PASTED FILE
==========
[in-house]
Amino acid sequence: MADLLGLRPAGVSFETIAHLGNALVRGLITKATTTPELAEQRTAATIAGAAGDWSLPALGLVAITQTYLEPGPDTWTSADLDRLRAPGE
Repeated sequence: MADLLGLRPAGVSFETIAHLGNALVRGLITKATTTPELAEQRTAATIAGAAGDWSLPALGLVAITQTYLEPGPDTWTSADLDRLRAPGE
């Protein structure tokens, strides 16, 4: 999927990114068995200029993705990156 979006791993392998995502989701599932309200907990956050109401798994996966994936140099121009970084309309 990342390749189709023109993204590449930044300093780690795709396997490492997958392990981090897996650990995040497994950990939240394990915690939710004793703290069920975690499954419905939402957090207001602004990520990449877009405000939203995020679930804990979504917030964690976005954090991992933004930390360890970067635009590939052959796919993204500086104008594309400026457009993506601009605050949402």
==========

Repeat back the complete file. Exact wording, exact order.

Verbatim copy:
[in-house]
Amino acid sequence: MADLLGLRPAGVSFETIAHLGNALVRGLITKATTTPELAEQRTAATIAGAAGDWSLPALGLVAITQTYLEPGPDTWTSADLDRLRAPGE
Repeated sequence: MADLLGLRPAGVSFETIAHLGNALVRGLITKATTTPELAEQRTAATIAGAAGDWSLPALGLVAITQTYLEPGPDTWTSADLDRLRAPGE
């Protein structure tokens, strides 16, 4: 999927990114068995200029993705990156 979006791993392998995502989701599932309200907990956050109401798994996966994936140099121009970084309309 990342390749189709023109993204590449930044300093780690795709396997490492997958392990981090897996650990995040497994950990939240394990915690939710004793703290069920975690499954419905939402957090207001602004990520990449877009405000939203995020679930804990979504917030964690976005954090991992933004930390360890970067635009590939052959796919993204500086104008594309400026457009993506601009605050949402």